181207 tim scott gty 773 captis executive search management consulting leadership board services

Sen. Tim Scott to meet with George Floyd's family Thursday

181207 tim scott gty 773 captis executive search management consulting leadership board services


South Carolina Sen. Tim Scott said he is meeting with members of George Floyd’s family on Thursday, one week after a former police officer was convicted of murdering Floyd and hours after Scott delivered the rebuttal to President Joe Biden’s first address to Congress.

Speaking on Fox News’ “Fox & Friends,” Scott, a Republican, said his plan was to “to sit down and listen.”

“Listen to what the family wants to talk about, listen to the proposals, the suggestions that reinforces common sense and finally go back to the drawing board taking all that information to heart,” he said.

Scott, the GOP’s lone Black senator, has been in discussions with Rep. Karen Bass (D-Calif.) and other Democrats about the prospects for a bipartisan deal on police reform legislation, an issue that continues to be a perilous one in Congress. Scott and Bass are scheduled to meet on Thursday to negotiate on the issue with Sens. Dick Durbin (D-Ill.), Cory Booker (D-N.J.) and Lindsey Graham (R-S.C.).

Bass, who has been deputized by House Speaker Nancy Pelosi to negotiate on police reform on behalf of House Democrats, sponsors a bill named after Floyd that passed the House on a near-party line vote. Scott has backed an alternative measure that Senate Democrats blocked last year, arguing that it did not do enough to reform policing in the U.S.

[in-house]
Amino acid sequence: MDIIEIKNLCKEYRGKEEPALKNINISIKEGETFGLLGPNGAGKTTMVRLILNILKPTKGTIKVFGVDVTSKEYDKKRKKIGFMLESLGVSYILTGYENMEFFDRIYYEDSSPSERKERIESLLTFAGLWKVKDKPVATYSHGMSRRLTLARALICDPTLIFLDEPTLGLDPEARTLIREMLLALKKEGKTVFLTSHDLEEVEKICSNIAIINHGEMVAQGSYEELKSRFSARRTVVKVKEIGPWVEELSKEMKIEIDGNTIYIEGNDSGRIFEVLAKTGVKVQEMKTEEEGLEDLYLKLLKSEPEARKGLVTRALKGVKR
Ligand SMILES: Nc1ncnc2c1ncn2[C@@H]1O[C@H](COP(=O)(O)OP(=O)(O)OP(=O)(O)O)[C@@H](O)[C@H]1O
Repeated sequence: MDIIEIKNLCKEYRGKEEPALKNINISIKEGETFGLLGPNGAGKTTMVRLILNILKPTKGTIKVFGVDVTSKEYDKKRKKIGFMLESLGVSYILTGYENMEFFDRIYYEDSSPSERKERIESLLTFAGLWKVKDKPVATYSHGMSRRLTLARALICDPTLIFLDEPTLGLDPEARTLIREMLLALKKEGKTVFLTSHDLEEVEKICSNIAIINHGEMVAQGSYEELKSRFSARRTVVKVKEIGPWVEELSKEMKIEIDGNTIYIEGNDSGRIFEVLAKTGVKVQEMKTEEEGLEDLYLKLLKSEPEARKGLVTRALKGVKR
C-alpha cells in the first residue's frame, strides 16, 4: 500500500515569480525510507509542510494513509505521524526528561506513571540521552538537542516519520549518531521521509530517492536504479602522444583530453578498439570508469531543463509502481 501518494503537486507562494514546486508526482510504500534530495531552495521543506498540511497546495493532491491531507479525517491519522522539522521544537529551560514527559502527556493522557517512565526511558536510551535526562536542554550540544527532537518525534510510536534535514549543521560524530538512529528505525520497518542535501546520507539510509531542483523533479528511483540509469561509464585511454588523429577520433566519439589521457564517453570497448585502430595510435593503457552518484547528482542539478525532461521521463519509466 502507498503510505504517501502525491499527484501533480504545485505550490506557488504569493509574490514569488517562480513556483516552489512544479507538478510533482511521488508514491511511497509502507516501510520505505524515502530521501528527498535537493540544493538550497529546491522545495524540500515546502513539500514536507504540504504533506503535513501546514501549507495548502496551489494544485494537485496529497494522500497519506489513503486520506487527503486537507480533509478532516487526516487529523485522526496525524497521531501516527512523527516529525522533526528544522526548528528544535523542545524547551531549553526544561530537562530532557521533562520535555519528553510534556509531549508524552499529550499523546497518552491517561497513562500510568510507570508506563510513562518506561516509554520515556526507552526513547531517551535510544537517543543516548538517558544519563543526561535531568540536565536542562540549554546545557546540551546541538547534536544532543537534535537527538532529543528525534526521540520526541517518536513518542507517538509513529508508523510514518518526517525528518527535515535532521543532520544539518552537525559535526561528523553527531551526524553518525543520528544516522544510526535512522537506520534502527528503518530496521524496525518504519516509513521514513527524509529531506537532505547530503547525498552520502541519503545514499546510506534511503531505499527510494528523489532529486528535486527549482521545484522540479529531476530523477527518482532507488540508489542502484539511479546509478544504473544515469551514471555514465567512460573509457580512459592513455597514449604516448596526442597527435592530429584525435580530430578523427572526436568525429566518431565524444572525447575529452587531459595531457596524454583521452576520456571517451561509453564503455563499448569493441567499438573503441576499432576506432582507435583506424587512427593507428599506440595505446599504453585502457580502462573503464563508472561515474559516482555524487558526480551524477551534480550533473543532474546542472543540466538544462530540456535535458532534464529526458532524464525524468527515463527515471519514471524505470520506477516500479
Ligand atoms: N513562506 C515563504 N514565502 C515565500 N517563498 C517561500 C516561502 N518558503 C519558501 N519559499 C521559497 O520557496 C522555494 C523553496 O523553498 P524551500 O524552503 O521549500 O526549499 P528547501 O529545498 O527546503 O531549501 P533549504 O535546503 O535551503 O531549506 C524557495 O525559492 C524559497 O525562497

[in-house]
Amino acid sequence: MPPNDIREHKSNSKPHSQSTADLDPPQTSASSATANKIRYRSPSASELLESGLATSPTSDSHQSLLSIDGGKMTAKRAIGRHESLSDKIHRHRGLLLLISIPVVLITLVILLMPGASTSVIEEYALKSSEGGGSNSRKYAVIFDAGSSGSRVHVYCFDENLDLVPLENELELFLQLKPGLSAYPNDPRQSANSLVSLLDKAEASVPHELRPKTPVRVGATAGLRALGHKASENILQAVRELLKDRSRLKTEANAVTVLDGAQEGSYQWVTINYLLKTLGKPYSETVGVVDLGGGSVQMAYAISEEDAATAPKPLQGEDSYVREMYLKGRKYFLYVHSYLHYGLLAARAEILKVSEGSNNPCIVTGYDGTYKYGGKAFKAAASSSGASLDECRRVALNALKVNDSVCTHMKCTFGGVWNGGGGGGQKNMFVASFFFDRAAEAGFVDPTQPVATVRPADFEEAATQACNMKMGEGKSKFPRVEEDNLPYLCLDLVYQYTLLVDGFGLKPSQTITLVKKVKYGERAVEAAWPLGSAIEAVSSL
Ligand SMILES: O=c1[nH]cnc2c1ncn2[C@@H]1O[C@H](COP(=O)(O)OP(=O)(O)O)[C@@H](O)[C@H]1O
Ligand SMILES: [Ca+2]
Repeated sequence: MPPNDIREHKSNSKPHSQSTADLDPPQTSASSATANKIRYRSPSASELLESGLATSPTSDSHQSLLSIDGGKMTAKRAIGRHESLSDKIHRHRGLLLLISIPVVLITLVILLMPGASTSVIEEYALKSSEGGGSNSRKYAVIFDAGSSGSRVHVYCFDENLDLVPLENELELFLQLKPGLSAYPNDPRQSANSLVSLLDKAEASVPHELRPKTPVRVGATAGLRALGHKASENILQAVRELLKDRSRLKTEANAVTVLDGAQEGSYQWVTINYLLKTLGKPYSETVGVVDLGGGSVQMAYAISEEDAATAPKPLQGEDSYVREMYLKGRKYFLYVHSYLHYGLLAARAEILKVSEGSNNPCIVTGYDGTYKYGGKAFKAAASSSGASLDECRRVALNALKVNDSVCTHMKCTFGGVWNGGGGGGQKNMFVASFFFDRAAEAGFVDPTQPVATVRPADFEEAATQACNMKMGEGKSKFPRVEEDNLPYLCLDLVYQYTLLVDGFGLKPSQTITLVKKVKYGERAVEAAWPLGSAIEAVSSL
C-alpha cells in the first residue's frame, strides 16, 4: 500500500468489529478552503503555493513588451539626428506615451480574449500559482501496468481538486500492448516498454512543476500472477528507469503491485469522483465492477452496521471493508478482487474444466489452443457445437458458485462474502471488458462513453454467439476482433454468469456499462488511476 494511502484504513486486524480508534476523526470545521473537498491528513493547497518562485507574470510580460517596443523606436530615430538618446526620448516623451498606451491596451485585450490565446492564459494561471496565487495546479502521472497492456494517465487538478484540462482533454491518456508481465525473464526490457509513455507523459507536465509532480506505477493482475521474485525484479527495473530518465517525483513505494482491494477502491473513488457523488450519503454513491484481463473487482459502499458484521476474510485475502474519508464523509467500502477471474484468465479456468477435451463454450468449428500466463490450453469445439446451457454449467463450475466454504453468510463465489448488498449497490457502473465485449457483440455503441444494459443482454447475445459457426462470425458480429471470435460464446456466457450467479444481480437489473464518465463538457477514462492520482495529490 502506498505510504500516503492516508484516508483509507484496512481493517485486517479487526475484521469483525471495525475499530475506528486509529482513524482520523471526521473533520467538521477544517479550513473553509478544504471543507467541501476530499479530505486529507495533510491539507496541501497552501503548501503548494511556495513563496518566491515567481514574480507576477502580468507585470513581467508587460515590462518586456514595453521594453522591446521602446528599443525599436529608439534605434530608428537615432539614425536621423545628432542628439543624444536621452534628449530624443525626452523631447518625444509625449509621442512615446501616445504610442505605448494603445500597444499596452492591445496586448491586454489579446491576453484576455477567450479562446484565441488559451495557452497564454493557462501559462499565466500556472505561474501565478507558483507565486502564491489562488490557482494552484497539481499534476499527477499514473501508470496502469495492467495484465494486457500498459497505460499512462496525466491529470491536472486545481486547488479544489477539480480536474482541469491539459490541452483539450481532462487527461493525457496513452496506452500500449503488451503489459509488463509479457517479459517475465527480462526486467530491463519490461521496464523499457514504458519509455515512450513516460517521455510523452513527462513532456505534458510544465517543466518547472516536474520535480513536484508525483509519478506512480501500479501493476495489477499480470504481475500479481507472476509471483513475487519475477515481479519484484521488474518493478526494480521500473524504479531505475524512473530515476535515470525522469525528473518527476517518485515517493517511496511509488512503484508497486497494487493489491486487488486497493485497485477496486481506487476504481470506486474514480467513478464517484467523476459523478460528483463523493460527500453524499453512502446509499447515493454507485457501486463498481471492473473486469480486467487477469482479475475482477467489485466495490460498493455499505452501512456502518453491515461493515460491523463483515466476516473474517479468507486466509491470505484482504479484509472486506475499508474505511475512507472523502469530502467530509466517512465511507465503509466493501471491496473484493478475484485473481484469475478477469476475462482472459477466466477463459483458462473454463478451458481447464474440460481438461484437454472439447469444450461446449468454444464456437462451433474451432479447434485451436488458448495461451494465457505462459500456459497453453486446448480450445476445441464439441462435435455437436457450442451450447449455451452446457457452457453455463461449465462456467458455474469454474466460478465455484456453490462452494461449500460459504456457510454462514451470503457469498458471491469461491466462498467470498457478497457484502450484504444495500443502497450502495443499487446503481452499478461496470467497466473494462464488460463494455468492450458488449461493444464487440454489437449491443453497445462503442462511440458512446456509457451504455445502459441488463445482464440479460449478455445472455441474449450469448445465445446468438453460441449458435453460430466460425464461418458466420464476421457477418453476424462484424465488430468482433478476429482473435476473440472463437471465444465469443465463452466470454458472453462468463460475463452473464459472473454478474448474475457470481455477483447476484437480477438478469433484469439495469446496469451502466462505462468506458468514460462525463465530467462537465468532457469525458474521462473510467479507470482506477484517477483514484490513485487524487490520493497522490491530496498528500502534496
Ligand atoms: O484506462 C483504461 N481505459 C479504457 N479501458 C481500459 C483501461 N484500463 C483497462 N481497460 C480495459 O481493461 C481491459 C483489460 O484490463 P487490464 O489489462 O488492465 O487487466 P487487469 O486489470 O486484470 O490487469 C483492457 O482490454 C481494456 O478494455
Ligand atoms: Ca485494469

Scott on Wednesday offered a rebuttal of the way that Democrats talk about race and their differing view on its centrality to minorities’ present-day experience in the United States.

“America is not a racist country” he said at one point, adding that “race is not a political weapon to settle every issue the way one side wants.”

Scott said the way to improve relations between police officers and communities of color in the U.S. is not by demonizing law enforcement.

“I won’t cross that line,” he said. “It’s is a line that is bad for the community and bad for the officers.”

Scott also said he was stung by social media reaction to his speech Wednesday night calling him “Uncle Tim” — a variation of the insult for Black people perceived as sidling up to white people of power — and other slurs. He said it underscored the hypocritical way that some on the political left wield race as a cudgel against Republicans.

“What they want for us is to stay in a little small corner and not go against the tide that they think is America,” he said.

This is not a CAPTIS article. Originally, it was published here.